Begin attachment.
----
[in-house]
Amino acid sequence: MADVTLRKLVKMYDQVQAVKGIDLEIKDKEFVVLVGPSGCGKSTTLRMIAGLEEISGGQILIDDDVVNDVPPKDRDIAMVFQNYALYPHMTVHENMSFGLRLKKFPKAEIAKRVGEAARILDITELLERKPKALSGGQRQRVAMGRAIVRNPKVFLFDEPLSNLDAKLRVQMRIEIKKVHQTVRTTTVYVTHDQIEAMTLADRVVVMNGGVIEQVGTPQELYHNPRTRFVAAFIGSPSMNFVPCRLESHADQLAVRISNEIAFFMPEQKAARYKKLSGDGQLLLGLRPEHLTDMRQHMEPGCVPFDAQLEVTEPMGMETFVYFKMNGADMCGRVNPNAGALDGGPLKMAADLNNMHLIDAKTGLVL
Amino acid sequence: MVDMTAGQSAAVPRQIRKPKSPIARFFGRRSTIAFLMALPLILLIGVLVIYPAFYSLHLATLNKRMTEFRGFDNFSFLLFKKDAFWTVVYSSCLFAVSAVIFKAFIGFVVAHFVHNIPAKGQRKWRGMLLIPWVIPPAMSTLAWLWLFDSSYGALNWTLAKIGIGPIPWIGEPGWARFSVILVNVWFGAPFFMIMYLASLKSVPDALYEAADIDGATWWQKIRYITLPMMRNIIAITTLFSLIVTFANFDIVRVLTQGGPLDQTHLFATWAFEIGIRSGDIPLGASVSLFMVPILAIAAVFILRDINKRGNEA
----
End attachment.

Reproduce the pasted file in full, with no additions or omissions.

[in-house]
Amino acid sequence: MADVTLRKLVKMYDQVQAVKGIDLEIKDKEFVVLVGPSGCGKSTTLRMIAGLEEISGGQILIDDDVVNDVPPKDRDIAMVFQNYALYPHMTVHENMSFGLRLKKFPKAEIAKRVGEAARILDITELLERKPKALSGGQRQRVAMGRAIVRNPKVFLFDEPLSNLDAKLRVQMRIEIKKVHQTVRTTTVYVTHDQIEAMTLADRVVVMNGGVIEQVGTPQELYHNPRTRFVAAFIGSPSMNFVPCRLESHADQLAVRISNEIAFFMPEQKAARYKKLSGDGQLLLGLRPEHLTDMRQHMEPGCVPFDAQLEVTEPMGMETFVYFKMNGADMCGRVNPNAGALDGGPLKMAADLNNMHLIDAKTGLVL
Amino acid sequence: MVDMTAGQSAAVPRQIRKPKSPIARFFGRRSTIAFLMALPLILLIGVLVIYPAFYSLHLATLNKRMTEFRGFDNFSFLLFKKDAFWTVVYSSCLFAVSAVIFKAFIGFVVAHFVHNIPAKGQRKWRGMLLIPWVIPPAMSTLAWLWLFDSSYGALNWTLAKIGIGPIPWIGEPGWARFSVILVNVWFGAPFFMIMYLASLKSVPDALYEAADIDGATWWQKIRYITLPMMRNIIAITTLFSLIVTFANFDIVRVLTQGGPLDQTHLFATWAFEIGIRSGDIPLGASVSLFMVPILAIAAVFILRDINKRGNEA